KAROL SZYMANOWSKI: Symphonies Nos. 1 & 2 – Ewa Marczyk, violin solo/ Marek Marczyk, viola solo/ Warsaw Philharmonic/ Antoni Wit – Naxos Audio-only Blu-ray

by | Jun 7, 2011 | SACD & Other Hi-Res Reviews | 0 comments

KAROL SZYMANOWSKI: Symphony No. 1 in F minor Op. 15; Symphony No. 2 in B flat Major Op. 19 – Ewa Marczyk, violin solo/ Marek Marczyk, viola solo/ Warsaw Philharmonic Orchestra/ Antoni Wit – Naxos Audio-only Blu-ray (DTS-HD Master Audio 5.1 & PCM Stereo) NBD0021, 53:11 *****:
This is this month’s audio-only Blu-ray in the series Naxos has going full swing.  The original recordings were made in Warsaw in 2007 and ‘08 and released on standard Naxos CDs in 2009.  The originals were evidently done multichannel, and this is their greatly-enhanced release on Blu-ray.  There seems to be a discrepancy between the front and back of the box – one says these are 96K/24-bit recordings and the other that they are 88.2/24-bit recordings – not that that would be that hearable a difference. Also, since we’re waxing technical, there is no video display with all these discs – they are only taking advantage of the high quality lossless surround tracks offered by Blu-ray (which to my ears are indistinguishable from multichannel SACD). However, the box says if you are not using a video monitor, just press Play on the remote for the disc to start up. It’s not always that easy – there can be quite a long delay and often I find it stays stuck at Track 1, which evidently is only data. It is when it finally switches to Track 2 that the music begins.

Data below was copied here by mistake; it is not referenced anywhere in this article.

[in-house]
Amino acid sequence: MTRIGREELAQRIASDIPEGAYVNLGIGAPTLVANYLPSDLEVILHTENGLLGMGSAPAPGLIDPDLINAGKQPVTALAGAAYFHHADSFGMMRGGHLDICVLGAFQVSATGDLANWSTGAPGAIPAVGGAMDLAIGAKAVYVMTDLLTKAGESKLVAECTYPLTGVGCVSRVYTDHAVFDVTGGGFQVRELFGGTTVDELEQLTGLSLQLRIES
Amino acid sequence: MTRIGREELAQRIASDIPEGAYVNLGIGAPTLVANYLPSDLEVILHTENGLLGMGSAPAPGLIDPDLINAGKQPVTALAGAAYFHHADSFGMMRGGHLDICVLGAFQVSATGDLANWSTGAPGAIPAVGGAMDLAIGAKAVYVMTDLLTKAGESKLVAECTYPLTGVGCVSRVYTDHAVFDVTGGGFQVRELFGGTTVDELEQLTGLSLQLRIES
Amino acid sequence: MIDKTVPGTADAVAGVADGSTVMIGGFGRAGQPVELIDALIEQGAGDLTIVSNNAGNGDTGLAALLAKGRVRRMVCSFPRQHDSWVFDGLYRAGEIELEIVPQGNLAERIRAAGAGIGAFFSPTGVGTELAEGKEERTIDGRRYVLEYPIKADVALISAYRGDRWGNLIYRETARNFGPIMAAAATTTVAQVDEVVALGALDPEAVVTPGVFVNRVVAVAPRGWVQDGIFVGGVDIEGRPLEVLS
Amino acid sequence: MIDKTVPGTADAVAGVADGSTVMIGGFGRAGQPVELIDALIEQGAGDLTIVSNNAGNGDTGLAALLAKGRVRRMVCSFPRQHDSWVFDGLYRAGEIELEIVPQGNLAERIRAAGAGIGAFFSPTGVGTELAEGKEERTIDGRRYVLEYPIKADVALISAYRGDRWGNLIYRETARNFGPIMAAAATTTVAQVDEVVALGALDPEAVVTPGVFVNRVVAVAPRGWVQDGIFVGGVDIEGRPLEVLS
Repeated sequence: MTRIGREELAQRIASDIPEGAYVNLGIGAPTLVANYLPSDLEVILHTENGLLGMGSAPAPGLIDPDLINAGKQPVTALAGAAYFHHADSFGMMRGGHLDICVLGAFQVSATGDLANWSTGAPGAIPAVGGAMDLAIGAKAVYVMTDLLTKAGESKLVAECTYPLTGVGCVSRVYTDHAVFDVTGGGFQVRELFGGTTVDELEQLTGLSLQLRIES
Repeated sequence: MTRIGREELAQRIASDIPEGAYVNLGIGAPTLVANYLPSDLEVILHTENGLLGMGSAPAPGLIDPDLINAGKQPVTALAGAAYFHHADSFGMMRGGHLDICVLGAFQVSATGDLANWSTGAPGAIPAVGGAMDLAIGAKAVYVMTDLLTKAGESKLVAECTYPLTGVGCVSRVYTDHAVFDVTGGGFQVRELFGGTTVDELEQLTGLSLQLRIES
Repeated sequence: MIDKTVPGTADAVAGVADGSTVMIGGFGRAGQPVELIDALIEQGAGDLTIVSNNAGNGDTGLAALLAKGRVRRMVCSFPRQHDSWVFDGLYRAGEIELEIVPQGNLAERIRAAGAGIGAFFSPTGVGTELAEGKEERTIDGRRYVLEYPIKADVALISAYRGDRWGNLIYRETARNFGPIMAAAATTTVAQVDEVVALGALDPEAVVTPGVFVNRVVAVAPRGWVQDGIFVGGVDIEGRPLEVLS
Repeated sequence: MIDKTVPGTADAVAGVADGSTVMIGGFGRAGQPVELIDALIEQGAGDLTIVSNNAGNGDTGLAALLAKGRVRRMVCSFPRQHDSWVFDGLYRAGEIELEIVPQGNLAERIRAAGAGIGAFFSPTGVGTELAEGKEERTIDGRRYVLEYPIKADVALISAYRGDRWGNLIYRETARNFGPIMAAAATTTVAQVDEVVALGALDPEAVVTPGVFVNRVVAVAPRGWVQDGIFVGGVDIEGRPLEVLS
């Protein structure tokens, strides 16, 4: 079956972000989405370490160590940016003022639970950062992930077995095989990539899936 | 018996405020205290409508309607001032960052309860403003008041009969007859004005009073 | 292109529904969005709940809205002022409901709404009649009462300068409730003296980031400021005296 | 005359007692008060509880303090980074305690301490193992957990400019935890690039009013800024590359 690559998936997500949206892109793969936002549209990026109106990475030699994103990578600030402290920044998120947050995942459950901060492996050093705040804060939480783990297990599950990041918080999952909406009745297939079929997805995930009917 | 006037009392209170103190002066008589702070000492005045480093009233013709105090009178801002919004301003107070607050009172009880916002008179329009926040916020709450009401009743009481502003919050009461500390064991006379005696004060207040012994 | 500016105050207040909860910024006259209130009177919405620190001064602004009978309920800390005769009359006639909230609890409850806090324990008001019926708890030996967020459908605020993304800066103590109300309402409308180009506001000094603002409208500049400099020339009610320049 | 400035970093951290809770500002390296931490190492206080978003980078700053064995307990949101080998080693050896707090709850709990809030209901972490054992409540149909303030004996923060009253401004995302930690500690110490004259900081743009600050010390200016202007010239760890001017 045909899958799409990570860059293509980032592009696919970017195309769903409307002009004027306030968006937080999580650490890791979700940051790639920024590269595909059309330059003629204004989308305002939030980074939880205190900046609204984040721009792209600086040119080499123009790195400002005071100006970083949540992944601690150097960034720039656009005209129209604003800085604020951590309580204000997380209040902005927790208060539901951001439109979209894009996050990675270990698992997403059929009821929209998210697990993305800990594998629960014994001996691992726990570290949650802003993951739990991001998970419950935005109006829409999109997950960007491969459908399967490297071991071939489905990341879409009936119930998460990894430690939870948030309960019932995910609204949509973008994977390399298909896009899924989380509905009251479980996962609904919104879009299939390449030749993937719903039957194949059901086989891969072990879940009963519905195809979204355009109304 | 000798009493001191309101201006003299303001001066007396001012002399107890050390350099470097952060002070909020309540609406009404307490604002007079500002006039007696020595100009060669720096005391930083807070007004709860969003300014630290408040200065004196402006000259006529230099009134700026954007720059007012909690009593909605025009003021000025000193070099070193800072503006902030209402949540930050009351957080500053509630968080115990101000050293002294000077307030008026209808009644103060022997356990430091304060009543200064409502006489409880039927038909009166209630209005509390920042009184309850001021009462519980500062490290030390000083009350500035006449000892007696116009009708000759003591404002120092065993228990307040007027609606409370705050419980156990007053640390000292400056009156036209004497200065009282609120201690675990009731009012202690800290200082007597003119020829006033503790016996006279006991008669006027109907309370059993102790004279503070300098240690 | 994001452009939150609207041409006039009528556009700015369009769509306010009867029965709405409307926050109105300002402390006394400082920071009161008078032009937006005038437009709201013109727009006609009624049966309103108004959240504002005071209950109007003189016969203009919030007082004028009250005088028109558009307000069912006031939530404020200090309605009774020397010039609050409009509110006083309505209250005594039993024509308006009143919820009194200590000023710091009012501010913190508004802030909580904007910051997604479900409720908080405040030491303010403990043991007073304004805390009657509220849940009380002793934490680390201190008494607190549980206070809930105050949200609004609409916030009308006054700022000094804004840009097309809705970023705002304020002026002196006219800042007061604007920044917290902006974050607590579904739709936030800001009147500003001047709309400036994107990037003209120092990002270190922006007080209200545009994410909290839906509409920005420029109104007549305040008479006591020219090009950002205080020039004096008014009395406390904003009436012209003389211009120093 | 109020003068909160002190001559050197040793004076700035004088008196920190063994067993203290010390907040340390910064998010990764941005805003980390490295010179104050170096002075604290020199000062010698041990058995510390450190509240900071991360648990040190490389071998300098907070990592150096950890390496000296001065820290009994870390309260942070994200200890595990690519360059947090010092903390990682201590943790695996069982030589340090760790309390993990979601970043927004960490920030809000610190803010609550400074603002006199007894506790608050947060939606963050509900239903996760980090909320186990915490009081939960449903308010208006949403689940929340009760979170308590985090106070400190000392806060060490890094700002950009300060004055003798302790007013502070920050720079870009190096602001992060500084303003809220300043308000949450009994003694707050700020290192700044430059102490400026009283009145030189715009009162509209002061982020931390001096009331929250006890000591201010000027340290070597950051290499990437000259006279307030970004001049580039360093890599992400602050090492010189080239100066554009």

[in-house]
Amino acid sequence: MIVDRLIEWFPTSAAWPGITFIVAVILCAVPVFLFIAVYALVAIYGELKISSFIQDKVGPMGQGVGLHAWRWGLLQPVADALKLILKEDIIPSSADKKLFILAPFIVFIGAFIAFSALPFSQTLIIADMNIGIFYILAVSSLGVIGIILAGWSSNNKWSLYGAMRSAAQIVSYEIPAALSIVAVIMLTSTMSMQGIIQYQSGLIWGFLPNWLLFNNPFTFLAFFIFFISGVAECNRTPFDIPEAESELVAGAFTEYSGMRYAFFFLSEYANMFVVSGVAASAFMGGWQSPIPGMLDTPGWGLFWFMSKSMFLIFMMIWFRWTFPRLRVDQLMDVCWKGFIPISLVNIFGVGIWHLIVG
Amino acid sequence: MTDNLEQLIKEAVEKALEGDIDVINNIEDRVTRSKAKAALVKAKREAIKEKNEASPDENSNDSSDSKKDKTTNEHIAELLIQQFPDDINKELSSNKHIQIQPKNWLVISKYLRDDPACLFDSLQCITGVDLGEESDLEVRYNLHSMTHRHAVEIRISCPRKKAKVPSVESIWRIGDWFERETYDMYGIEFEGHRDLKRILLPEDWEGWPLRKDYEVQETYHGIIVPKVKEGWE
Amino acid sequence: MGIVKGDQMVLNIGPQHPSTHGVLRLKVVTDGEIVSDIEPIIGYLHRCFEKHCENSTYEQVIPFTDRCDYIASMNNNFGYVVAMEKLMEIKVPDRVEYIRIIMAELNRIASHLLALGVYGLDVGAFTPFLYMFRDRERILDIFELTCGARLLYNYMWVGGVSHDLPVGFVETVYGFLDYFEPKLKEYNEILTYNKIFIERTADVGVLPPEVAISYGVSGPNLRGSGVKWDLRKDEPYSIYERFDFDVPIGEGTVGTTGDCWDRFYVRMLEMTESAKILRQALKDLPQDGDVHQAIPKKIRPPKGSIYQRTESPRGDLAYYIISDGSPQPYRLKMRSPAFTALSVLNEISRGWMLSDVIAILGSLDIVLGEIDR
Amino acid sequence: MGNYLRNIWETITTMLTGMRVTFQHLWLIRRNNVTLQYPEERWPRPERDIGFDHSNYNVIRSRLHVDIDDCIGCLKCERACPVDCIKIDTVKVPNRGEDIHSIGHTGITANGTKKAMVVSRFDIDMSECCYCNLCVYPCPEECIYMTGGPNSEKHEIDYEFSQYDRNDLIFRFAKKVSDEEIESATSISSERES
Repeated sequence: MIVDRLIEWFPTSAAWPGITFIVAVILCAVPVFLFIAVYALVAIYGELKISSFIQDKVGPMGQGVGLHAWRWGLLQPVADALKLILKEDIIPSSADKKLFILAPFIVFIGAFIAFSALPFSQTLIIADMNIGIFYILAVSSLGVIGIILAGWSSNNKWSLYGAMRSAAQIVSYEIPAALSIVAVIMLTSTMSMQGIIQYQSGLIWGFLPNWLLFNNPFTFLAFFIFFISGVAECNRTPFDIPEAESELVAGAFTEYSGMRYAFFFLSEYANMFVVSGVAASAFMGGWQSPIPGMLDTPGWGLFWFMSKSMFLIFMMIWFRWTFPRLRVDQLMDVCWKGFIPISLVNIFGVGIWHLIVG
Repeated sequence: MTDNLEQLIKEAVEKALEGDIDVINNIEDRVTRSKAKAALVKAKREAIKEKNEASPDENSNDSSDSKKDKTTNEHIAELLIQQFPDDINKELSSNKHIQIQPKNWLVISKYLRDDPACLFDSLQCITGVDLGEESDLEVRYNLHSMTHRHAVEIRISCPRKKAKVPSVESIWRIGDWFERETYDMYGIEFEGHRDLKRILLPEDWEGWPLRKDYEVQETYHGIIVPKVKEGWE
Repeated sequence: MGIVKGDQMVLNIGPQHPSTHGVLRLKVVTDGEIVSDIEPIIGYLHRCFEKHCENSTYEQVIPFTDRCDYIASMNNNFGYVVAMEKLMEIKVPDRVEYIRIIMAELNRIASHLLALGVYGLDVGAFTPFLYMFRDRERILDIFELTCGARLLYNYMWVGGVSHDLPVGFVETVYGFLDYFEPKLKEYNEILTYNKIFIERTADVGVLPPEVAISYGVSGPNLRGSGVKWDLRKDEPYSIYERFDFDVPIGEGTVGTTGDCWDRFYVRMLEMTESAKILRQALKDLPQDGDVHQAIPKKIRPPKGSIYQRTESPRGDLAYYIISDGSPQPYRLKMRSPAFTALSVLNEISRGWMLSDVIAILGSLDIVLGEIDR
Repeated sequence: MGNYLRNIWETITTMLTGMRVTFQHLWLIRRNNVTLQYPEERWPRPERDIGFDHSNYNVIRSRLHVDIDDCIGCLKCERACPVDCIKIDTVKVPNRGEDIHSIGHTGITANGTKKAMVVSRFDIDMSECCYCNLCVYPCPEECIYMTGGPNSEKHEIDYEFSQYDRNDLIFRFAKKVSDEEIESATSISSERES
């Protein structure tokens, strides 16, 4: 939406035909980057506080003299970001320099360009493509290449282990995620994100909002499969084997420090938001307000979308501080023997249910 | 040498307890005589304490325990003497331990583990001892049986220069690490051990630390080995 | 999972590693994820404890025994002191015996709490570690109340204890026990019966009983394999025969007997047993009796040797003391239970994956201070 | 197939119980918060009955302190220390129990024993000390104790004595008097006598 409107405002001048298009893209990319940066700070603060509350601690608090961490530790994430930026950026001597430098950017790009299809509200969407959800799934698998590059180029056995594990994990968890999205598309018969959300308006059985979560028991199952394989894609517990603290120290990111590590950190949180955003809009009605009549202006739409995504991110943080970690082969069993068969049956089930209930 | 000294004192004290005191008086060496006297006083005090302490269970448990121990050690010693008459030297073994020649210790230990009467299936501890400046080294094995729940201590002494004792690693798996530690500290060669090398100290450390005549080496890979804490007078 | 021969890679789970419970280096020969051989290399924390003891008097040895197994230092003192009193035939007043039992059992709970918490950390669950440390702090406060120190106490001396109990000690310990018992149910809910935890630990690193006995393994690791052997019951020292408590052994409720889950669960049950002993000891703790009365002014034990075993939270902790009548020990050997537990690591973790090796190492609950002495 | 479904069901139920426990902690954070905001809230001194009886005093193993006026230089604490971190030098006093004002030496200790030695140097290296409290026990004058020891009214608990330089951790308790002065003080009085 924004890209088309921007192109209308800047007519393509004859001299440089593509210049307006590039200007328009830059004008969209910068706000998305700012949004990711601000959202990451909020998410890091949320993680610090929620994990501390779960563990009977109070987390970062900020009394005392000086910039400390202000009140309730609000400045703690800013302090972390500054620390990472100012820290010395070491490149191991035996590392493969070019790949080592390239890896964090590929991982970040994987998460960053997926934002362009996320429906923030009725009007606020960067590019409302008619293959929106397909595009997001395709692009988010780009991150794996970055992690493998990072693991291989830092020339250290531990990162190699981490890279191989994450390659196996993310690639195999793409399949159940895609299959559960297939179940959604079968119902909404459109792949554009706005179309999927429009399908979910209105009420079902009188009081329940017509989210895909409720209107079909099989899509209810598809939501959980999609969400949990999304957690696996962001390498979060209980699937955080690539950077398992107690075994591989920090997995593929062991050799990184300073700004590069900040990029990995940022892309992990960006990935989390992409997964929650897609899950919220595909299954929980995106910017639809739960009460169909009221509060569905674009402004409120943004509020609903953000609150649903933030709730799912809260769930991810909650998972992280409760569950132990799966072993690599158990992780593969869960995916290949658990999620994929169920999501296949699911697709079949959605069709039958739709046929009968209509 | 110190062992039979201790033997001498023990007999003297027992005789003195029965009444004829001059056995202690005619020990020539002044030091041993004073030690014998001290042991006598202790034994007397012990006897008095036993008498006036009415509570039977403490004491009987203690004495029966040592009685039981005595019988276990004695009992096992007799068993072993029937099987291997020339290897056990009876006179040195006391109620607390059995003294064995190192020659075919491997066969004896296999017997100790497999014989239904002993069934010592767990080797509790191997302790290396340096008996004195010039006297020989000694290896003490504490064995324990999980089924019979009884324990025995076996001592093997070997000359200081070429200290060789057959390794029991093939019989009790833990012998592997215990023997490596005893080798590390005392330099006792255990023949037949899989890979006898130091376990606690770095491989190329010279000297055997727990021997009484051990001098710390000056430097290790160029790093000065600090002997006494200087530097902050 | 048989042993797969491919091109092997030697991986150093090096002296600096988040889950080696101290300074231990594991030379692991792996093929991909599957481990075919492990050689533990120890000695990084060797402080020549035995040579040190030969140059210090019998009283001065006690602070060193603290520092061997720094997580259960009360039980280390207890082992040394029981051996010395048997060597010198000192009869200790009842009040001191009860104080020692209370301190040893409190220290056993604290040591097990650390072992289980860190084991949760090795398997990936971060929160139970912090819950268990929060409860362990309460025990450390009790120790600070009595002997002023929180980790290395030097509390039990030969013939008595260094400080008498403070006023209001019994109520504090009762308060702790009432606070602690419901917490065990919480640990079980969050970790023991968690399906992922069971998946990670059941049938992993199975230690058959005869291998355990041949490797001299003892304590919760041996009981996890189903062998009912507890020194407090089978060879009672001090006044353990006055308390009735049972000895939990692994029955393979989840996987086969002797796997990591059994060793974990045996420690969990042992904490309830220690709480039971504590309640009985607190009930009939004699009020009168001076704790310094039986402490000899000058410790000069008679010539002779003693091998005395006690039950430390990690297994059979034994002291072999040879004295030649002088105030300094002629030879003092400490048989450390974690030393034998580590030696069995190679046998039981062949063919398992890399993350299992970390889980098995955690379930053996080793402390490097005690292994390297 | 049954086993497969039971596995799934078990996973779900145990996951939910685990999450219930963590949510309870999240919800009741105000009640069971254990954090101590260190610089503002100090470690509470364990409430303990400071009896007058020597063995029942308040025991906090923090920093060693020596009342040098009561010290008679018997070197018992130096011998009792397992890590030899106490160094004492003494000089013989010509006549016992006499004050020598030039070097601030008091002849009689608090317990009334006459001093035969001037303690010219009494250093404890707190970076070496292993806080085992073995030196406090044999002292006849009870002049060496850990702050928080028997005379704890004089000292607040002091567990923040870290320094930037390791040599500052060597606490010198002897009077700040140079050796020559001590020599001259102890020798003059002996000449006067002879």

Critics have been highly complimentary of the Szymanowski recordings by Antoni Wit and the Warsaw Philharmonic.  They seem to be highly in tune with the musical language of their countryman Szymanowski, and communicate his colorful and lively music with gusto. The composer had a change of heart about the quality of his First Symphony, which is only 18 minutes long. He even called it a “contrapuntal-harmonic-orchestral monster,” and felt embarrassed by its influences from Wagner, Reger and Richard Strauss. While not representing the general style the composer eventually settled on, it is still a most exuberant work and fun to hear.
The Second Symphony, like the first, is only two movements but clocks much longer at about 34½ minutes. The opening movement is full of sensual passion and power, and seems – like much of Szymanowski’s music – to show the influence of Scriabin, while its grandiose sound may remind one of Mahler. The second movement is a theme and six variations of many designs and colors, ending with a  strong Fuga variation that is much longer than the other five. Since they are not limited to the 80 minutes of CDs & SACDs, Naxos could have given us a third Szymanowski recording here conducted byAntoni Wit, but they didn’t.  Sonics are of course superb.
— John Sunier

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